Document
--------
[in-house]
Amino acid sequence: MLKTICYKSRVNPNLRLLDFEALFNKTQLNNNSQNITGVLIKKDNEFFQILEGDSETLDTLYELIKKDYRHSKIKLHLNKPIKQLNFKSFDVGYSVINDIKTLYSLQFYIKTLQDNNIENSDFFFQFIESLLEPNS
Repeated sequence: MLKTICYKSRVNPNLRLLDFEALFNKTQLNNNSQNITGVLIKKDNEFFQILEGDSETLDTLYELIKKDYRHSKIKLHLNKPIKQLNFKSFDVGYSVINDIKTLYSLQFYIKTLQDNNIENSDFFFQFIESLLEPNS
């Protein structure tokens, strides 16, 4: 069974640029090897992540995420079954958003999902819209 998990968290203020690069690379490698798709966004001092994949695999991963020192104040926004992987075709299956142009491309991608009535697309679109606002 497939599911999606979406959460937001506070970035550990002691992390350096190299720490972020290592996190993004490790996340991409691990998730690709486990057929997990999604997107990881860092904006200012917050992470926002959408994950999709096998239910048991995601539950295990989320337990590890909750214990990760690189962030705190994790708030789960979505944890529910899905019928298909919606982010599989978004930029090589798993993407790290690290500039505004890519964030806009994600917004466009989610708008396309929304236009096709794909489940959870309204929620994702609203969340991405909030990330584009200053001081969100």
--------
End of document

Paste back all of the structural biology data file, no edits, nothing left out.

[in-house]
Amino acid sequence: MLKTICYKSRVNPNLRLLDFEALFNKTQLNNNSQNITGVLIKKDNEFFQILEGDSETLDTLYELIKKDYRHSKIKLHLNKPIKQLNFKSFDVGYSVINDIKTLYSLQFYIKTLQDNNIENSDFFFQFIESLLEPNS
Repeated sequence: MLKTICYKSRVNPNLRLLDFEALFNKTQLNNNSQNITGVLIKKDNEFFQILEGDSETLDTLYELIKKDYRHSKIKLHLNKPIKQLNFKSFDVGYSVINDIKTLYSLQFYIKTLQDNNIENSDFFFQFIESLLEPNS
């Protein structure tokens, strides 16, 4: 069974640029090897992540995420079954958003999902819209 998990968290203020690069690379490698798709966004001092994949695999991963020192104040926004992987075709299956142009491309991608009535697309679109606002 497939599911999606979406959460937001506070970035550990002691992390350096190299720490972020290592996190993004490790996340991409691990998730690709486990057929997990999604997107990881860092904006200012917050992470926002959408994950999709096998239910048991995601539950295990989320337990590890909750214990990760690189962030705190994790708030789960979505944890529910899905019928298909919606982010599989978004930029090589798993993407790290690290500039505004890519964030806009994600917004466009989610708008396309929304236009096709794909489940959870309204929620994702609203969340991405909030990330584009200053001081969100």